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So we went with this and we tested the concept on a basic enduro frame with 160mm of travel and 650b wheels.

A little shunned initially for being ‘rough around the edges,’ finally the HPP was unanimously fast. For an enduro bike this was an unsuspected capacity, a real step forward as we hope for every time we create a new platform. We shall continue in this direction.

This HPP frame allowed us to understand a totally different functionality compared to a conventional bicycle. For example, being able to test several anchoring solutions of the idler with totally different settings allowed us to imagine the design of the SUPREME DH V4.

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Contact System Part 1

One cannot deny that the kinematics of the SUPREME DH V4 have changed radically. Still based on a single pivot and linkage system to manage progressivity, its high pivot point and the position of the idler make all the difference.

Why a high pivot point? To obtain the correct rear wheel path which avoids stumbling over obstacles and carries a greater speed through rough sections. It goes back to a fundamental concept for downhill – speed.

It is however, not without its drawbacks. Using such a high pivot without an idler would generate a lot of chain tension and the bike would be impossible to ride because of the kickback excess.

Kickback is not only annoying for the rider, it also has an impact on the suspension during pedalling and while riding very rough trails.

This is where the idler comes into play. It counteracts the chain effects. As stated earlier, our first prototype was a great help to select the optimum position.

Theory is one thing but it then has to be validated in the mountains.

Specifically, by setting the idler on the swingarm in a precise place, we wanted to create an anti- squat value high enough to be lively when needed, out of a corner for example.

Contact System Part 2

A downhill bike must pedal well; it must be especially effective from the first pedal stroke... And that’s what we’ve got. Whichever cog is being used, its settings will not be affected. A big advantage.

However, a relatively strong anti-squat value is often incompatible with a low kickback value.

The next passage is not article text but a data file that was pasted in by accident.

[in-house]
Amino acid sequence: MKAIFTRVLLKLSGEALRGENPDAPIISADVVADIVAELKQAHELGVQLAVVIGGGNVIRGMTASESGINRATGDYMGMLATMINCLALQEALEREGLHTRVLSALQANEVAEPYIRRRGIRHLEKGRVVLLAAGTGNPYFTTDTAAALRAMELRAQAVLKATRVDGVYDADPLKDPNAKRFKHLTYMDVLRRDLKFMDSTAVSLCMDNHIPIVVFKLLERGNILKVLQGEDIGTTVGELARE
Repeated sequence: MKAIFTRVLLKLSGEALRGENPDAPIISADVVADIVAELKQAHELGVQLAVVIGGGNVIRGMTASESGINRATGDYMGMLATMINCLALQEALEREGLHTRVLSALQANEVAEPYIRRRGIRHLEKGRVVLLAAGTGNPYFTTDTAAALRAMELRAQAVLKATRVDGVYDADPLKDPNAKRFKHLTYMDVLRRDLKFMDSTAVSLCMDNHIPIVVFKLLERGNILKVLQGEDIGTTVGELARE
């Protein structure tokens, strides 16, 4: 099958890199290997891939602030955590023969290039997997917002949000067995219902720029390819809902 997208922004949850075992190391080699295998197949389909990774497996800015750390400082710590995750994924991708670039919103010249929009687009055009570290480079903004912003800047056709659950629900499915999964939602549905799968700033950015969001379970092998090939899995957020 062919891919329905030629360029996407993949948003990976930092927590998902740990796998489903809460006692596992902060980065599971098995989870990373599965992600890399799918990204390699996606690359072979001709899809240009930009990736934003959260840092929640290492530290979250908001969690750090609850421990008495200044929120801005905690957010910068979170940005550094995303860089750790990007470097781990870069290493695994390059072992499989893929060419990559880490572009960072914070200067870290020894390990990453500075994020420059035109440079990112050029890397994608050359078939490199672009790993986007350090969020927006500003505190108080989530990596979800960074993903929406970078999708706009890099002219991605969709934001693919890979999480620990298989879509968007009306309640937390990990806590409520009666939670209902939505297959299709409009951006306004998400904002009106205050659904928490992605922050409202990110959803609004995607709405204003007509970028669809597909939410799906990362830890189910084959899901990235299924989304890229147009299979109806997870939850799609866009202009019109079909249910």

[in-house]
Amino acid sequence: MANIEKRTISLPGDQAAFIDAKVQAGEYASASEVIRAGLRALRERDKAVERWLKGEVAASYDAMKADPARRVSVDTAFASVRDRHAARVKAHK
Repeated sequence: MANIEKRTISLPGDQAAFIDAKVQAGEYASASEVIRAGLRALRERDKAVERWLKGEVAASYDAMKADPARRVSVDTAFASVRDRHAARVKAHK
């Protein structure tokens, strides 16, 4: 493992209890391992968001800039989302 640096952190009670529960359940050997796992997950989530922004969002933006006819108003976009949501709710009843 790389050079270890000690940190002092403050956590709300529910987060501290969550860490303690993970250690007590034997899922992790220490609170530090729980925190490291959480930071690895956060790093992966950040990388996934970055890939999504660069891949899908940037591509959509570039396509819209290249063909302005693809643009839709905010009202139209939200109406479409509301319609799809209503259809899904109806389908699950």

The kickback, stemming from the chain tension, is detrimental to the functioning of the rear suspension.

This unpleasant kickback transmits how the bodyweight affects the suspension via the chain tension, which effectively prevents the suspension from working freely.

It was therefore fundamental not end up with too high a value.

Thanks to the specific positioning of the idler, we could reduce kickback significantly. Thus the operation of the suspension is not affected.

With a rear wheel path which facilitates the work of the suspension, it was necessary for us to revise our way of thinking with regards to the leverage ratio of the SUPREME.

Very close to the META V4 in its shape, this allows an excellent grip at the start of the stroke, which then allows an excellent support throughout the middle range of the travel.

Contact System Part 3

A high pivot point avoids the unnecessary consumption of too much travel, which is an important parameter.

Figures are often used as references; the SUPREME DH V4 relies on 220mm of travel. Why so much? Think back to our original objective: speed.

It all depends on the track. The fastest lines of the track are not necessarily the cleanest. Also, to see ‘huck to flat’ in a race is not uncommon and to bottom out in these sections would slow the bike down.

So you have to see the last 20mm as a solution to prevent bottoming out hard but also see it as a barely reached zone.

The first 200mm of travel is actually very close to what is currently found on a SUPREME DH V3.

Kinematics would be nothing without an efficient rear shock. Each manufacturer has been involved in developing a setting to work in perfect harmony with our frame.

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Modular Geometry Part 1

Since the first COMMENCAL SUPREME DH, we always wanted to offer bicycles with modular geometry.

Often seen as the Formula 1 of mountain biking, downhill bikes need to adapt to the characteristics of each track and to every riding style. Pietermaritzburg, Fort William, Mont Saint Anne, Vallnord... So many different tracks all demanding the best possible balance.